I am lucky enough to have an incredible relationship with every member of my kind, loving family. Nonetheless, on a frigid winter night, I found myself seated at our cozy little dinner table with three of the people who know me best. They were laughing themselves to tears-- at my expense.
To be fair, I was laughing too. It was a kindhearted joke, and I’m tremendously close to my mother, father, and brother. However, the reason they were laughing was because it suddenly struck them as hilarious (and a little mind-boggling) that I have been
somewhat successful despite my pessimistic attitude.
Let me explain: Something that my family has always known about me is that although I’m a fairly energetic, happy person, I am wholeheartedly and incredibly pessimistic about my own abilities. My mother likes to quote the time I said I could neverget into a good college, or the time that I could never study abroad for a year (Turns out, both were a lie). Another family favorite is the time last year that I pompously declared that there was no possible way I could get into graduate school for English, and even if I could, there was no way I could find one that was fully funded. Well, I’m currently in a PhD program with a full-tuition scholarship and additional stipend for living expenses.“
No. There’s no way I can do that. I’ve been out of the field way too long, I don’t know anything about the English language, I’m not that good of a writer. Why would I be able to get into a PhD program? There’s no way I could ever do X, Y, and Z. They don’t want me. This paper isn’t nearly good enough to be published.”
On this particular evening, what struck them as most funny was not only the fact that I’ve ended up being fairly successful despite my own inhibitions, but also, the possibilities of what I could have done if I hadn’t had a poor attitude. My brother thought I could be president by now and my mother thought I would have had at least twelve books published. Sure, they’re a little biased-- but frankly, they are probably right.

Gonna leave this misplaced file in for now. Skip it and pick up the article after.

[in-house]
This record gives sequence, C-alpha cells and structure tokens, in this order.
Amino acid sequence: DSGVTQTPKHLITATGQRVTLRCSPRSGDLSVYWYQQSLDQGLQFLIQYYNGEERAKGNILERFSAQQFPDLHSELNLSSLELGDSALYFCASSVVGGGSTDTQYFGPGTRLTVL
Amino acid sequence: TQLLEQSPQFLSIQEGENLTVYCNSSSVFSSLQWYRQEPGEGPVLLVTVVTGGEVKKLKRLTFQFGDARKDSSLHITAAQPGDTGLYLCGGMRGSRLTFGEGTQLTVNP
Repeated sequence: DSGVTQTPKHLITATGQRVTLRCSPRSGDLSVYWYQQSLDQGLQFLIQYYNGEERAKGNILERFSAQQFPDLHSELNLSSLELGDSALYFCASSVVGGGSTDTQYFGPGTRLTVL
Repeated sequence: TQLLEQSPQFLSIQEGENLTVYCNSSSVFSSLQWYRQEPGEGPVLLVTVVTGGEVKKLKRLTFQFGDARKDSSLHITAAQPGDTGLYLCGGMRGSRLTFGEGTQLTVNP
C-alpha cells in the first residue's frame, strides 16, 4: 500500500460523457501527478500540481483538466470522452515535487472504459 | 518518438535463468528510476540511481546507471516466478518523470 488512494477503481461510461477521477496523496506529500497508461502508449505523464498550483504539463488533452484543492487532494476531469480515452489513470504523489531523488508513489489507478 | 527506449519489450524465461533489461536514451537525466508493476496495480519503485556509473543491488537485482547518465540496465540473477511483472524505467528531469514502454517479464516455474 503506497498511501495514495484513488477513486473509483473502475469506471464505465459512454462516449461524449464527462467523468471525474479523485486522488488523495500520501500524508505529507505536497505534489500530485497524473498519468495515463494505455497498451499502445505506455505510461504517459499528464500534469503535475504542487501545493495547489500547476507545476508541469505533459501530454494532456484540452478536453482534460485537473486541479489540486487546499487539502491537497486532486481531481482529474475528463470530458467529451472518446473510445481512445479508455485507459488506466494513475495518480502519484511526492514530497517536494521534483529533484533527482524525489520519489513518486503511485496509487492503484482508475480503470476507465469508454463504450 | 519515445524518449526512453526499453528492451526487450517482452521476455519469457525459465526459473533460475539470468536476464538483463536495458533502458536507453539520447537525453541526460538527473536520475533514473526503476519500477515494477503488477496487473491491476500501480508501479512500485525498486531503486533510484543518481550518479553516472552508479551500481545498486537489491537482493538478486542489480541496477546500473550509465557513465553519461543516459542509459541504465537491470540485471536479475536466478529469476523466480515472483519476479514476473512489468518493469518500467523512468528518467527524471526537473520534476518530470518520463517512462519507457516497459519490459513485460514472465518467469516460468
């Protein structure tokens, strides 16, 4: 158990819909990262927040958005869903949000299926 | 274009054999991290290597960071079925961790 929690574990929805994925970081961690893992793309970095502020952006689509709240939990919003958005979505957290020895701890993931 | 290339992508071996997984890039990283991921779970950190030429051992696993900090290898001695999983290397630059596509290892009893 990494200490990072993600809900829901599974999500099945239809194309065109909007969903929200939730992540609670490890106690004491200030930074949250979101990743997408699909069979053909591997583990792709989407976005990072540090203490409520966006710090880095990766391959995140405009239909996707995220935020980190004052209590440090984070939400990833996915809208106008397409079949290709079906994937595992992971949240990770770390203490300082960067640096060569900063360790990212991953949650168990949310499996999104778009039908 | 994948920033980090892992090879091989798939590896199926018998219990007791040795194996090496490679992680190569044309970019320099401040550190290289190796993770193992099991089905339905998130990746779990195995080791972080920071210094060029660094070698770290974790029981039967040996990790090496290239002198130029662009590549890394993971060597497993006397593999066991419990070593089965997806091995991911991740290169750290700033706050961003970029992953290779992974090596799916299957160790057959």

I think that I subconsciously see my reservations as a protective, shiny bubble around my hopes and dreams. I’m always reminded of a quote on Pinterest or Tumblr (or some vaguely inspirational site) that says “Being a pessimist is a win-win. Either you’re not disappointed, or you’re pleasantly surprised.” If you don’t expect glory, or greatness, or even the happiness that you think you deserve, you won’t be disappointed when you don’t get it. Even if this is a subconscious or subliminal feeling, we tend to do this-- talking ourselves down to others, so that if we succeed it’s a pleasant surprise. If we don’t succeed, well, we saw that one coming didn’t we? Theoretically, this will make the loss less painful, and our fragile human hearts can survive another day.
Pessimism is mercurial, and comes in many shapes and forms. Pessimists don’t walk around with grumpy faces and cranky half-empty glasses of water. The most dangerous form of pessimism is more subtle, more invasive, and more comprehensive. It works itself into your thoughts, and transforms itself into another way to protect emotions from formidable, impending misery.
Who knows what I could have accomplished by now if I actually gave myself credit and just believed in myself? Where would I be if I didn’t talk myself down and try to convince the world, and myself, that I’m not good enough for some opportunity anyway? What could be possible if I threw off inhibitions, and modesty, and instead-- just went for it?
This is going to be the year that I expect the best instead of the worst. For me, and for all of us, the truth is that setting our mind to something is more than just a phrase or an idea. It’s a mindset and a feeling and a choice that we all must make whenever we decide to reach for a goal. It’s a choice to root for ourselves, instead of shoving ourselves down. It’s a belief that we can, and we will. It’s a chance, a hope, and a prayer. The one thing it isn’t? A guarantee.
It’s time to be done with pessimism, because it simply doesn’t deserve our time, or our souls. It's time to see what we can do with a little more hope and a few more dreams.